You might want to look up the Simon Weisenthal Museum.

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Blackberry's avatar

They’re dumb. There were people saying “fuck the japs” on facebook. Really?

Edit: the young ones are dumb, the people that went through the events are something different.

Adirondackwannabe's avatar

@comity I’m supposed to hold someone accountable for something some other person did? I’m with you. I find the idea ridiculous.

JLeslie's avatar

@Blackberry When I was in MI the term Jap was short for Japanese, when I was in Northeast it was JAP Jewish American Princess. Just to circle back to my earlier post, and what I recently wrote on a different Q, which was, “When I was in college I jokingly said, we need to get some chanukah decorations up also, to a girl who was working in my dorm, and she replied, “why, are you from Canada?”

zensky's avatar

Hanukkah is Canada’s National day of Candle lighting.

rojo's avatar

@JLeslie Here in Texas, Japs is short for Jalapenos.

JLeslie's avatar

Someone on the other Q figured out the girl probably mixed chanukah up with Canuck, as in Canadian. Here’s the Q if you want to read, not that it provides much more info. It’s the last 6 or 7 posts at the bottom of the thread.

@rojo Seriously? Do they pronounce them haps?

rojo's avatar

@JLeslie Nope, japs

Blackberry's avatar

@rojo Lol. I can imagine some awkward miscommunication going on down there.

zensky's avatar

Maybe it was mixed up with the Montreal Canadiens – also known as the Habs.

comity's avatar

@JLeslie I remember reading about Henry Ford being more for Facism and Mussolini and then he supported Hitler and anti semitism in the 1920s. In the 1930s it was Father Coughlin – The father of hate who preached anti semitism and tried to reach a vast audience through the radio. Reminds me of Rush Limbaugh. We live in pretty good times now, although I’ve heard that anti semitism is on the rise but I don’t know where. Do you? You’re having a good time and here I am talking about glum things. Sorry!

JLeslie's avatar

@comity What I remember is Ford helped publish a periodical, so it had his name on it, maybe the assumption was he was antisemetic, because there was nazi sympathesizing articles and antisemitism in the paper, but possibly he was not antisemetic himself? I’m not sure, I’ll try to research it.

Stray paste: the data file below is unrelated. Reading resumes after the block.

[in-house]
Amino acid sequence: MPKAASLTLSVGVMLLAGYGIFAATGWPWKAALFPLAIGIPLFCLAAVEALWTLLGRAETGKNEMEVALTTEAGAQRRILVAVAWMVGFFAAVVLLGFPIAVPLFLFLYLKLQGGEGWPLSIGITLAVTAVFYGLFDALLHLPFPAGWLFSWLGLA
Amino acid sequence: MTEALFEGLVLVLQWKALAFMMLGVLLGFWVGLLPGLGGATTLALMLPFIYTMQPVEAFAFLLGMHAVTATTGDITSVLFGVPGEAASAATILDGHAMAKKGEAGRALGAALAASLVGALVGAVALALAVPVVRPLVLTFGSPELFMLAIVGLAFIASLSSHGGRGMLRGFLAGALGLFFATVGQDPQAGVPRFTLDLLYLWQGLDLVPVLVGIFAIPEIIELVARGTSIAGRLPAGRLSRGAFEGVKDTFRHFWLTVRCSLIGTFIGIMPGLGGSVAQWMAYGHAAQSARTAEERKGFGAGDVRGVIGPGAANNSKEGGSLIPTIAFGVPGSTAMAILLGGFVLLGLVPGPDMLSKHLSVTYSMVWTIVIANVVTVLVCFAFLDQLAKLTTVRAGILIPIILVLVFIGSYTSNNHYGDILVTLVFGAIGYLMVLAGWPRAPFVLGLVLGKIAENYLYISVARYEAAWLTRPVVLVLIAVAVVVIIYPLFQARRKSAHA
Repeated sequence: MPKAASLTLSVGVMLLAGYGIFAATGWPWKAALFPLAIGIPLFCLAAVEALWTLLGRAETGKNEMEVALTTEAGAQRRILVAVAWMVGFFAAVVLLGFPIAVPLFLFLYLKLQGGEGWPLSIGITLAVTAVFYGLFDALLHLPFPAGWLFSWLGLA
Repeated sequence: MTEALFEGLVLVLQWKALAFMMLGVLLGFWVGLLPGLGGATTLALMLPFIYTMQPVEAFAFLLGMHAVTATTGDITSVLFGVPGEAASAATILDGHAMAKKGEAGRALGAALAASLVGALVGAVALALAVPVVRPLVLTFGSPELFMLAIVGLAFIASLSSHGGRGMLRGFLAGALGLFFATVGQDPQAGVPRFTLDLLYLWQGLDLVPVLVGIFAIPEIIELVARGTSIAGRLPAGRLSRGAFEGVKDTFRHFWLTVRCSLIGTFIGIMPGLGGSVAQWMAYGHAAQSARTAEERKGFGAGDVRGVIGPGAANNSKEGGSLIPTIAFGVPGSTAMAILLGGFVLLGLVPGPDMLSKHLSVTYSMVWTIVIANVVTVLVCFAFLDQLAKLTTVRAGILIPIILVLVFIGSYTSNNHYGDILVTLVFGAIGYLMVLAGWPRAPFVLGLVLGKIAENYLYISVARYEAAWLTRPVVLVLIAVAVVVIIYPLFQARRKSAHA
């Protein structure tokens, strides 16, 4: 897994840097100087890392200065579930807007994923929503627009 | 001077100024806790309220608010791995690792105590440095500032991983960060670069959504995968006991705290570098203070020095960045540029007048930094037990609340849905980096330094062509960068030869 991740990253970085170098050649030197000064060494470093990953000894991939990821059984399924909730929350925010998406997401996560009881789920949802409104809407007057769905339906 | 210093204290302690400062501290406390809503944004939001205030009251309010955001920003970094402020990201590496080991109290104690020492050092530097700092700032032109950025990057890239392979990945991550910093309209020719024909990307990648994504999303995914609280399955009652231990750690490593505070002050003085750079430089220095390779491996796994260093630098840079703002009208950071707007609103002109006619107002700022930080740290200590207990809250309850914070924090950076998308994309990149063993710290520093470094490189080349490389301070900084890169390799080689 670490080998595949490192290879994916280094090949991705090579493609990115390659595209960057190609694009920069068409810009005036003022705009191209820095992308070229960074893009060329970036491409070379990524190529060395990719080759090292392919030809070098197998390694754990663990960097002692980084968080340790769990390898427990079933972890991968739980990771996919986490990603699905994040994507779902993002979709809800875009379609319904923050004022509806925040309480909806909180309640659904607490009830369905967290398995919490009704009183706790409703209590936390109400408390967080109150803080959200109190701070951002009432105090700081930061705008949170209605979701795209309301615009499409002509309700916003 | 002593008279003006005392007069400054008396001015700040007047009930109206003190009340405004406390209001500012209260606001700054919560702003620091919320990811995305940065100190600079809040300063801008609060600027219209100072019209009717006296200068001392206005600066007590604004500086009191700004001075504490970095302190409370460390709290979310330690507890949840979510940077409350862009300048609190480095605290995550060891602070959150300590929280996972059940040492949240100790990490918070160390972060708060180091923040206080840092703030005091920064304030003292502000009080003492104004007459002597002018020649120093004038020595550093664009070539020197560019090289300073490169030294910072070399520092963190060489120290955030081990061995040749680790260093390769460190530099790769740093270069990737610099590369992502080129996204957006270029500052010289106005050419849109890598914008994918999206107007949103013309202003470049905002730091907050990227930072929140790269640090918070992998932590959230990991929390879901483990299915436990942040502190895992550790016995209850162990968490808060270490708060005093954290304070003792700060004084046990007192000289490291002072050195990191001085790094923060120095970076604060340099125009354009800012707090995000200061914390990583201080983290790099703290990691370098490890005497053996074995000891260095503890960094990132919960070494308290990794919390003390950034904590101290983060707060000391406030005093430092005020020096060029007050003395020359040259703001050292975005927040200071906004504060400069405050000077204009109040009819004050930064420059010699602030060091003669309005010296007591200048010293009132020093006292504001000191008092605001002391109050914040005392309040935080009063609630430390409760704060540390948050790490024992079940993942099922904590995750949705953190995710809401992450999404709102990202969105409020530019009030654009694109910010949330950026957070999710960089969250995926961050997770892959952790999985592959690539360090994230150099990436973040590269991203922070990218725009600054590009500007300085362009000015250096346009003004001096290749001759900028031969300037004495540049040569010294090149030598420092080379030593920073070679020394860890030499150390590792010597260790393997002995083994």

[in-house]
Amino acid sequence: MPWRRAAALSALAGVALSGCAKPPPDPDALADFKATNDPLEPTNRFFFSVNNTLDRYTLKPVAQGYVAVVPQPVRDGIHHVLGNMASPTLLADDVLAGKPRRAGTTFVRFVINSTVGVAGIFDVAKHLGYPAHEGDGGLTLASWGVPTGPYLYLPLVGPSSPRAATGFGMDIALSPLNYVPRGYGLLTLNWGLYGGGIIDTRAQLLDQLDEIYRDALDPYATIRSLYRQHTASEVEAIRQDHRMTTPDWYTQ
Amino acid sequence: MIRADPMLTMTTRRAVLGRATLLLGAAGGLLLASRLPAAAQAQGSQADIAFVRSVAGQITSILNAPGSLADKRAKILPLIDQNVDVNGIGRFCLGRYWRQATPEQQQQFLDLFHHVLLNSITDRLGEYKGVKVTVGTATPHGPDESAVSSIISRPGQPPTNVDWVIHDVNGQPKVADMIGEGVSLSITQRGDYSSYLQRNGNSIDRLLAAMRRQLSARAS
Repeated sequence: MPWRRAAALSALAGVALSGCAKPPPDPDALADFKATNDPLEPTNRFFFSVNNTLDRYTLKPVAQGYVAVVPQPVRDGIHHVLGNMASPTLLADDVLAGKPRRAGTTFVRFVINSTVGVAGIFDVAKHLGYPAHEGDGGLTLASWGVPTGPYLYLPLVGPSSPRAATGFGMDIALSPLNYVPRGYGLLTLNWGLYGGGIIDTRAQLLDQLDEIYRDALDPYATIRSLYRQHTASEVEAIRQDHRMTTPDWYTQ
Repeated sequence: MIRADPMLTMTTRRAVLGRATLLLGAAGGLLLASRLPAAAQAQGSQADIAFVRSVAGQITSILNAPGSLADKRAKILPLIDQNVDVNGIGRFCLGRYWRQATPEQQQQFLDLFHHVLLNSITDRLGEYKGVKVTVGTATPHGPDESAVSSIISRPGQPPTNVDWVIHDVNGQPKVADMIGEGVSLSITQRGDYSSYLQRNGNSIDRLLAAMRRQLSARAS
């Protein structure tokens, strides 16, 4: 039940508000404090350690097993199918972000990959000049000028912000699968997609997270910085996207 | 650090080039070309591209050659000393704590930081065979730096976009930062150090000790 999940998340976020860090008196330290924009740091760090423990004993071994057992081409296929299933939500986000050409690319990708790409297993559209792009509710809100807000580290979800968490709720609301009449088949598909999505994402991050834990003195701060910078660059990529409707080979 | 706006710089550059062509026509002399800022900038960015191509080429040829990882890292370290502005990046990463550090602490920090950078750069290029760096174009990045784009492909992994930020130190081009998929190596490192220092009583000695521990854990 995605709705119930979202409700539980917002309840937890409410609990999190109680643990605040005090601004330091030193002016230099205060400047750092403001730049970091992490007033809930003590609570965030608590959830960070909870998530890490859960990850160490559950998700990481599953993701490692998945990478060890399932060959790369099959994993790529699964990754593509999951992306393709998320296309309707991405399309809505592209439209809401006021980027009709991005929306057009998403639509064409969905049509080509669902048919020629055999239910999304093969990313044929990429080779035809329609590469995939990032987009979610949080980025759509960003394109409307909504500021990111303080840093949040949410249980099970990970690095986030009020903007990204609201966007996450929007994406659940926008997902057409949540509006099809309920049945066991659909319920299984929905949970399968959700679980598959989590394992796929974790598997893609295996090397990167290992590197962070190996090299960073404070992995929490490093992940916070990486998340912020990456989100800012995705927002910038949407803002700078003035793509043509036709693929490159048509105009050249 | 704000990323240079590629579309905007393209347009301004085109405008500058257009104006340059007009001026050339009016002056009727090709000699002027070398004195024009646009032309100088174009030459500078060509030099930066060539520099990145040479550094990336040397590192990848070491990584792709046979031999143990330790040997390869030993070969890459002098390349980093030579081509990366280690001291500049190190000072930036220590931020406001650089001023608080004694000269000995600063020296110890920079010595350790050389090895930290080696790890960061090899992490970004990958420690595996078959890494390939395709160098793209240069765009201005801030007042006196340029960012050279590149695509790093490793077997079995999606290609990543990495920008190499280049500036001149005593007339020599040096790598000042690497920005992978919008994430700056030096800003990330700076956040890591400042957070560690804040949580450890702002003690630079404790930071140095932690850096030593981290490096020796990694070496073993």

Personally I feel grateful to live in a country that’s foundation is freedom of religion. I also, as an American, feel safe overall and free. I don’t come across antisemitism in my own life much really. I don’t feel endangered or discriminated against, except for a few moments in time, like when swastikas were drawn on a dorm at my school, or when the KKK marches where I live, that I feel very aware I am Jewish, and of the history of my people, and that there are some people who hate me without knowing me, but those are far and few between. Right now in America the Christians overall are very very supportive of the Jewish people, because of their support of Israel, so for now things are good.

Jews in America are so lucky. I never take my freedom or my citizenship for granted. When I hear some conservative wignut imply liberal are not patriotic it really bothers me, because the more recent immigrant tend to be Democrats and liberal and they least of everyone, take America for granted, including Jews who know the suffering many of our families went through before finding their way to America. My husband’s family is Mexican, and his father tells me how very different it is being Jewish in America compared to Mexico. Maybe it is better in Mexico now, but even when he was a child 60 years ago, it was pretty much ok in America to be Jewish, there was not a lot of antisemitism.

JLeslie's avatar

I found this about Ford. Some of what is written towards the bottom of the page is very interesting. It says: The Independent charged that the national debt was Jewish-inspired to enslave Americans, and that German Jewish financier Paul Warburg had emigrated to America “for the express purpose of changing our financial system” by creating the Federal Reserve. The paper labeled Jews an “international nation” with had an unfair advantage in business over Christians, who relied on individualism to get ahead. The paper even described American Jewish aid for oppressed Jews overseas as part of the conspiracy. Some of that sounds very familiar.

comity's avatar

@JLeslie Interesting! I heard at the anti wall street protests there were a few discontents sputtering anti semetic remarks http://www.nytimes.com/2011/10/22/nyregion/occupy-wall-street-criticized-for-flashes-of-anti-semitism.html but other then that I don’t see anti semitism sprouting – I think some people may over react and have the motto “lest we forget” due to fear of past experiences.

JLeslie's avatar

@comity I do feel there is still a feeling among some that the Jews own and control everything. Especially things like the media. There definitely is a perception that we are all wealthy, and since there is somewhat of a backlash against the “educated elite” I think Jews sometimes get mushed into that stereotype. I don’t hear that much here in the Memphis area, I think they are too unaware of who is Jewish and who isn’t, but communities where they are more aware they are more likely to think that way. As recently as 10 years ago I had someone say to my face while at a dinner part in Ft. Lauderdale, FL, “oh your Jewish, all Jewish people have money.” She said it not admiringly, but with a hint of jealousy and annoyance. My response was basically, “first that isn’t true, and second if they have a lot of money, how do you think they got it, by pointing a gun at someones head? No, most studied and worked very hard, anyone can do it.” I think among some minorities in some communities there is still the idea of Jewish people owning the buildings, some being slumlords, and not caring about who lives there, just caring about the rent being paid.

comity's avatar

@JLeslie I love the way you write and analyze! I don’t see the prejudice or feel it now-a-days or maybe I’m just old and tired and choose not to : )